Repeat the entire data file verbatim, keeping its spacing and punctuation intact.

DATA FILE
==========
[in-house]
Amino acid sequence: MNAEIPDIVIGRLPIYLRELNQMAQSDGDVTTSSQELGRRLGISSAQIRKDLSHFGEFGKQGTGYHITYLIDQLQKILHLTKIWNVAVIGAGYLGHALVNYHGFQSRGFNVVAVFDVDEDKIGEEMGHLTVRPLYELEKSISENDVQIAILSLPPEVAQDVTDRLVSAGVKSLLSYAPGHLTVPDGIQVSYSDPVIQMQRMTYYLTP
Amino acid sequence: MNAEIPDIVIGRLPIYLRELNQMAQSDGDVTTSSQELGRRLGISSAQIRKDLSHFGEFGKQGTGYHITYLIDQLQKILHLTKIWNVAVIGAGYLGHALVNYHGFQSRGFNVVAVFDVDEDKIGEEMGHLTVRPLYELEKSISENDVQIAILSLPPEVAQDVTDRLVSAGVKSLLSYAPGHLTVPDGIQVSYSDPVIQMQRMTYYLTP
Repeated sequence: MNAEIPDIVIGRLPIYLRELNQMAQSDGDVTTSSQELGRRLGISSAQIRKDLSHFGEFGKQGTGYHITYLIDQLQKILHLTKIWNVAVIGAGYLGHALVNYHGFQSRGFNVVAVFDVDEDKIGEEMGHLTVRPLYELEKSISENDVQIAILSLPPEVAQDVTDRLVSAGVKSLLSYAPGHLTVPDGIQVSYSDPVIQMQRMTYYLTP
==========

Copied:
[in-house]
Amino acid sequence: MNAEIPDIVIGRLPIYLRELNQMAQSDGDVTTSSQELGRRLGISSAQIRKDLSHFGEFGKQGTGYHITYLIDQLQKILHLTKIWNVAVIGAGYLGHALVNYHGFQSRGFNVVAVFDVDEDKIGEEMGHLTVRPLYELEKSISENDVQIAILSLPPEVAQDVTDRLVSAGVKSLLSYAPGHLTVPDGIQVSYSDPVIQMQRMTYYLTP
Amino acid sequence: MNAEIPDIVIGRLPIYLRELNQMAQSDGDVTTSSQELGRRLGISSAQIRKDLSHFGEFGKQGTGYHITYLIDQLQKILHLTKIWNVAVIGAGYLGHALVNYHGFQSRGFNVVAVFDVDEDKIGEEMGHLTVRPLYELEKSISENDVQIAILSLPPEVAQDVTDRLVSAGVKSLLSYAPGHLTVPDGIQVSYSDPVIQMQRMTYYLTP
Repeated sequence: MNAEIPDIVIGRLPIYLRELNQMAQSDGDVTTSSQELGRRLGISSAQIRKDLSHFGEFGKQGTGYHITYLIDQLQKILHLTKIWNVAVIGAGYLGHALVNYHGFQSRGFNVVAVFDVDEDKIGEEMGHLTVRPLYELEKSISENDVQIAILSLPPEVAQDVTDRLVSAGVKSLLSYAPGHLTVPDGIQVSYSDPVIQMQRMTYYLTP